Strike action by staff at English National Opera had been due to begin later this week on the opening night of The Handmaid’s Tale.

Jamie Lloyd Company splits from ATG

29 Jan 2024

The Jamie Lloyd Company (JLC) has ended its 10-year partnership with the Ambassador Theatre Group, becoming an independent company for the first time.

Led by Artistic Director and Executive Producer Jamie Lloyd, JLC's work includes productions of Sunset Boulevard starring Nicole Scherzinger and Lucy Prebble's The Effect.

Jamie Lloyd said: “It has long been the intention for The Jamie Lloyd Company to become an independent production company, and I am delighted to be beginning this new era with some very exciting new projects that will be announced soon.

"Our partnership with ATG has been truly special, and I am very grateful for their remarkable support over the last decade. I am looking forward to continuing our relationship with Adam Speers and everyone at ATG Productions when we collaborate on projects in the future.

"The company will work on a slate of current commissions and new projects created with some of the incredible collaborators I’ve worked alongside throughout my career — and, indeed, those artists I’ve yet to have the chance to work with.”
 

Fears council cash boost will not prompt reprieve for arts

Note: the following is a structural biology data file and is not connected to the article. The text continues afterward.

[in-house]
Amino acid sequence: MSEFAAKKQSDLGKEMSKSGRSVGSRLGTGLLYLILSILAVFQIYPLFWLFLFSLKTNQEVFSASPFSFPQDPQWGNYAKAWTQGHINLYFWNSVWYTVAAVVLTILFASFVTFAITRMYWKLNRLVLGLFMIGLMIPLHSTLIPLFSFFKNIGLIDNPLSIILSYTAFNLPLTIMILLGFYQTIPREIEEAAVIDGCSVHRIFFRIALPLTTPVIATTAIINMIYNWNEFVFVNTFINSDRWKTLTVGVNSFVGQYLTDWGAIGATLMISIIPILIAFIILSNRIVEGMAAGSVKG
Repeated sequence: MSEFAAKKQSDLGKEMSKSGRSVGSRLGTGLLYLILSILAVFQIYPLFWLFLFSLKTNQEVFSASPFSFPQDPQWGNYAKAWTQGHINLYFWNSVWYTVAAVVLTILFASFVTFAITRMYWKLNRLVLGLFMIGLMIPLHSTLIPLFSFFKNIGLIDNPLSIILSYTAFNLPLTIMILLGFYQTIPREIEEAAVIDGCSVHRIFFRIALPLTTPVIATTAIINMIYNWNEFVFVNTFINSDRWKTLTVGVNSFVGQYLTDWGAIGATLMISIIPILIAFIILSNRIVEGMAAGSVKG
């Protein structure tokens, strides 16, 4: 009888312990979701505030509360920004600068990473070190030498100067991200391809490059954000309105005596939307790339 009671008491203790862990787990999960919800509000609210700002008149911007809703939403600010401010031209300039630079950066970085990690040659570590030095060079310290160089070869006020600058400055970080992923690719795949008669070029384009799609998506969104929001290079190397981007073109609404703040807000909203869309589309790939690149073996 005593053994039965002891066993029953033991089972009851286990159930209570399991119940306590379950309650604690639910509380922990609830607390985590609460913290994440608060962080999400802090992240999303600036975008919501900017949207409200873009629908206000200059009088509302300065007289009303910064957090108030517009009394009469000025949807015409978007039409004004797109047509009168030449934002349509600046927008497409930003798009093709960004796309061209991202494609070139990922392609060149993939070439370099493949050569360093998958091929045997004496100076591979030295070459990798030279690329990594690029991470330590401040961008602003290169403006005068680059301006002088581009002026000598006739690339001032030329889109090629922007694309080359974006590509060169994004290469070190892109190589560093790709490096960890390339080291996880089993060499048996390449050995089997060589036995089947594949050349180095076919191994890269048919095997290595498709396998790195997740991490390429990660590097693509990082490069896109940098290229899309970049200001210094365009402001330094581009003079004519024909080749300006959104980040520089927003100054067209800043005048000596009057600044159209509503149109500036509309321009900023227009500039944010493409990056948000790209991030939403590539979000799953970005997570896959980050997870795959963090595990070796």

Home Office, 2 Marsham Street
29 Jan 2024

Culture Secretary says additional £600m for local authorities will help them protect arts venues, but councils warn that the funding shortfall for social care remains too large for it to make a significant difference.

Record profits for music venue group

26 Jan 2024

A company that owns a nationwide chain of music venues has announced record profits for the 2023 financial year.

The Electric Group owns and operates live music venues, including Electric Brixton, SWX Bristol and NX Newcastle.

The company reported earnings of £1.98m for 2023, up from £1.04m in 2022 and £1.36m for the year before the pandemic.

It is hoping to expand its operations and is assessing the viability of three new venues.

The company, which bought the freehold to the Leadmill in Sheffield in 2017, has been embroiled in a prolonged dispute with the historic club's managers after serving them with an eviction notice in 2022.

Electric Group CEO Dominic Madden commented: “As a company we embody the spirit of independence. We thrive on collaboration, working hand-in-hand with artists, fans, and partners to foster a music community that dares to be different.

“It’s not just about preserving history, it’s about breathing fresh vitality into every venue. We embrace innovation and consistently seek ways to invigorate oculturally significantant venues. We are delighted with the outstanding financial results of our company.

"We are delighted with the outstanding financial results of our company. Although we have had some unique challenges to deal with in the post Covid era including dealing with the catastrophic arson attack at SWX Bristol, the demand for live music and our curated approach to music programming of events is unabated."